As the trick-or-treating winds down, another holiday will begin. People around the country will light candles, craft images of death and visit the cemetery to take offerings to their loved ones on Nov. 1 -- the Day of the Dead.
The fusion of indigenous and Spanish celebrations known as El Día de los Muertos has long been viewed as an embodiment of Mexican folk culture. But it isn’t just a Mexican holiday anymore. Celebrated from Los Angeles to Chicago, from Tucson to Ft. Lauderdale, the holiday is becoming an increasingly common ritual in the United States.
In the words of Adolfo Flores of The Los Angeles Times:
Once observed quietly in Latino communities, U.S. festivities are becoming more mainstream and, typically, louder and more visible than in years past. Corporations are getting more involved as sponsors and participants. Theme parks are adding Latino touches to their Halloween attractions. Party stores have amped up their offerings. And bakeries are already cooking up special treats.
In the United States, the holiday isn’t so much Latino as it is Mexican-American. Once celebrated for nearly a month during the tail end of the summer by the Aztecs, Mayans and other indigenous groups in Mexico and the northern chunk of Central America, the Spaniards tried to eradicate the celebration during the conquest (along with all other aspects of indigenous religion).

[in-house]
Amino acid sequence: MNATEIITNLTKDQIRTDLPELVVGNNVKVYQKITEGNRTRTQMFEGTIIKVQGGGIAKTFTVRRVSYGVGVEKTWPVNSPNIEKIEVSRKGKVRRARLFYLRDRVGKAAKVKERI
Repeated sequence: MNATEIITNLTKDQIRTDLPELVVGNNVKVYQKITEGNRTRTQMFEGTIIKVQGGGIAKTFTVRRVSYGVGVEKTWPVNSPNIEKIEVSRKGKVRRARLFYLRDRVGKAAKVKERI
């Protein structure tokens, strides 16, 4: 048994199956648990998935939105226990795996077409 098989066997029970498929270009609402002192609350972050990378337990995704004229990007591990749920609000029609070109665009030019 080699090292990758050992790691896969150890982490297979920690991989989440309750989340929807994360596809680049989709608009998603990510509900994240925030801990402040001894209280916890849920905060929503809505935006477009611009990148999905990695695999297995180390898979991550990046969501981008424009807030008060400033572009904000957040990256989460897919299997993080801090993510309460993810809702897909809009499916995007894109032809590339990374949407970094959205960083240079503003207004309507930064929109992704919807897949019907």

They failed. Instead, the practice persisted, eventually taking cover under the Spanish holidays of All Saints Day and All Souls Day on Nov. 1 and 2, respectively. Today, Mexicans and Mexican-Americans of Spanish, indigenous and mestizo descent alike celebrate the Day of the Dead.
Cities throughout the American southwest, particularly along the U.S.-Mexico border, have long celebrated the holiday. But the expansion of the Mexican-American community in the Midwest, northeast and other parts of the country is making the holiday an ever-more common feature of the American culture. The Catholic Church allows its parishioners to set up Day of the Dead offerings at its churches in New York City, according to a story published by the University of Texas at Austin. UNESCO named the 3,000-year-old celebration an intangible cultural heritage of humanity in 2003.
For many, the colorful decorations and the playful depictions of skulls make it easier to confront the painful reality of death. According to Mario Hernandez of the National Museum of Mexican Art in Chicago:
There’s this genuine curiosity about the way that death is portrayed [in Mexico]. When you’re brought up in the U.S., death is scary and bad, here you see a culture that views it in the opposite way.